Date & Time: Jun 12, 2014 at 1630 LT
Flight Phase:
Dubbo – Sunshine Coast
Crew on board:
Crew fatalities:
Pax on board:
Pax fatalities:
Other fatalities:
Total fatalities:
On 12 June 2014, at about 1530 Eastern Standard Time (EST), a Piper PA-46 aircraft, registered VH-TSV, departed Dubbo, New South Wales for a private flight to the Sunshine Coast, Queensland with a pilot and one passenger on board. The planned route was to track via Moree and Toowoomba at 13,500 ft above mean sea level (AMSL). The pilot had operated the aircraft from Sunshine Coast to Lightning Ridge, Brewarrina and Dubbo earlier that day and reported that all engine indications were normal on those flights. About 1 hour after departing Dubbo, when about 26 NM south of Narrabri, at about 13,500 ft AMSL, the pilot observed the engine manifold pressure gauge indicating 25 inches Hg, when the throttle position selected would normally have produced about 28 inches Hg. The pilot selected the alternate air1 which did not result in any increase in power. He then elected to descend to 10,000 ft, and at that power setting when normally the engine would have produced about 29 inches Hg, the gauge still indicated only about 25 inches Hg. He turned the aircraft towards Narrabri in an attempt to fly clear of the Pilliga State Forest. The pilot assessed that the aircraft had a partial engine failure and performed troubleshooting checks. As the aircraft descended through about 8,000 ft, he observed the oil pressure gauge indicating decreasing pressure. When passing about 6,500 ft, the oil pressure gauge indicated zero and the pilot heard two loud bangs and observed the cowling lift momentarily from above the engine. The passenger observed a puff of smoke emanating from the engine and momentarily a small amount of smoke in the cockpit. The pilot established the aircraft in a glide at about 90 kt, secured the engine and completed the emergency checklist. He broadcast a ‘Mayday’ 2 call on Brisbane Centre radio frequency advising of an engine failure and forced landing. The pilot looked for a clear area below in which to conduct a forced landing and also requested the passenger to assist in identifying any cleared areas suitable to land. Both only identified heavily treed areas. The pilot extended the landing gear and selected 10º of flap and, when at about 1,000 ft, the pilot shut the fuel off, deployed the emergency beacon then switched off the electrical system. As the aircraft entered the tree tops, he flared to stall3 the aircraft. On impact, the pilot was seriously injured and lost consciousness. The passenger reported the wings impacted with trees and the aircraft slid about 10 m before coming to rest. The passenger checked for any evidence of fuel leak or fire and administered basic first aid to the pilot. The aircraft sustained substantial damage.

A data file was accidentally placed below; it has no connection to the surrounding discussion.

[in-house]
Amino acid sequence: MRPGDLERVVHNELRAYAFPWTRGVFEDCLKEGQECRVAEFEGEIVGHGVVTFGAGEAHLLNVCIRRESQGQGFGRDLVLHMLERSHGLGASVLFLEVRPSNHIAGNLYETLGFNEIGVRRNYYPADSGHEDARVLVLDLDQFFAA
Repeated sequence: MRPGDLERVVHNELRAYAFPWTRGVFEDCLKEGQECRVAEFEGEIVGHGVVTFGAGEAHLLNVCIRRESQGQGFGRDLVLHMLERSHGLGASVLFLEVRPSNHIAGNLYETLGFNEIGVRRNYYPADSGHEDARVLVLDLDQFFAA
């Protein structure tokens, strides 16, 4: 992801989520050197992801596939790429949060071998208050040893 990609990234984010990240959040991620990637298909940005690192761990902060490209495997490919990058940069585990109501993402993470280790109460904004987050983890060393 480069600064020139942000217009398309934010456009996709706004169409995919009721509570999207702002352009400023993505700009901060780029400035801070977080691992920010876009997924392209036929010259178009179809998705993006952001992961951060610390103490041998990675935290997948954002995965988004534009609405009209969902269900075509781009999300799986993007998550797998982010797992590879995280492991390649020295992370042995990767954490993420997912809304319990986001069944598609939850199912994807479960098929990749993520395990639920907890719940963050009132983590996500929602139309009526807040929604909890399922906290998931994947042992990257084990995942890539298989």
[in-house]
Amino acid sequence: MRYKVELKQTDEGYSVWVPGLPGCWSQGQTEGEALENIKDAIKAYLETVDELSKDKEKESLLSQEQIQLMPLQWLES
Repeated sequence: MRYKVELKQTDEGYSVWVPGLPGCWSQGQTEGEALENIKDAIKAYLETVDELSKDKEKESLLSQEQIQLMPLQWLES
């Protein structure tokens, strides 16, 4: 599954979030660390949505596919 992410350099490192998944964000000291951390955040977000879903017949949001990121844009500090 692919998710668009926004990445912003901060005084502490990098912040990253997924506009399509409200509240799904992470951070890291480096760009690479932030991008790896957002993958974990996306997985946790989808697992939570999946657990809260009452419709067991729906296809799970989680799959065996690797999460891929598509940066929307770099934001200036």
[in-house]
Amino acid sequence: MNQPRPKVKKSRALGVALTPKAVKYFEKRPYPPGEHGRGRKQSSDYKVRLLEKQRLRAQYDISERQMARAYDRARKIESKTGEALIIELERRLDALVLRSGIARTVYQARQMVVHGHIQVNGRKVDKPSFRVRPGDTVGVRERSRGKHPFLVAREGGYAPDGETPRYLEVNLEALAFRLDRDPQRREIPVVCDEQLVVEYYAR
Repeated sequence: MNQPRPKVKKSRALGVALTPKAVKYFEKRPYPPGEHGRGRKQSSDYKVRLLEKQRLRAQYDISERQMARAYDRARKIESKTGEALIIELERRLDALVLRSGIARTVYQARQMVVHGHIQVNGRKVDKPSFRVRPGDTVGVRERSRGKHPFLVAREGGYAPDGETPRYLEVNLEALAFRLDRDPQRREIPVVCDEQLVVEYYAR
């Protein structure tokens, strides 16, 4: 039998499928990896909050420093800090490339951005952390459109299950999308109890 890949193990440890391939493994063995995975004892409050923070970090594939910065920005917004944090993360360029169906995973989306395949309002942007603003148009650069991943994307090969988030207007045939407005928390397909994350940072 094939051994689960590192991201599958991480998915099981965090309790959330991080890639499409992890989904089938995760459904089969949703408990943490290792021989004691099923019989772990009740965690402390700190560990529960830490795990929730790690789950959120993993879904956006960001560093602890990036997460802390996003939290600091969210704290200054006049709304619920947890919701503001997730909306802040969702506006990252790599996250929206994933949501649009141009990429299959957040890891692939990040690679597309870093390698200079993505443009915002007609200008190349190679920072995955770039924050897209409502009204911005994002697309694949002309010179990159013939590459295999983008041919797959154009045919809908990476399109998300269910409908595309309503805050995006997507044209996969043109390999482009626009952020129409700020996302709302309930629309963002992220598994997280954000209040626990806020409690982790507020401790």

Final Report:
VH-TSV.pdf332.06 KB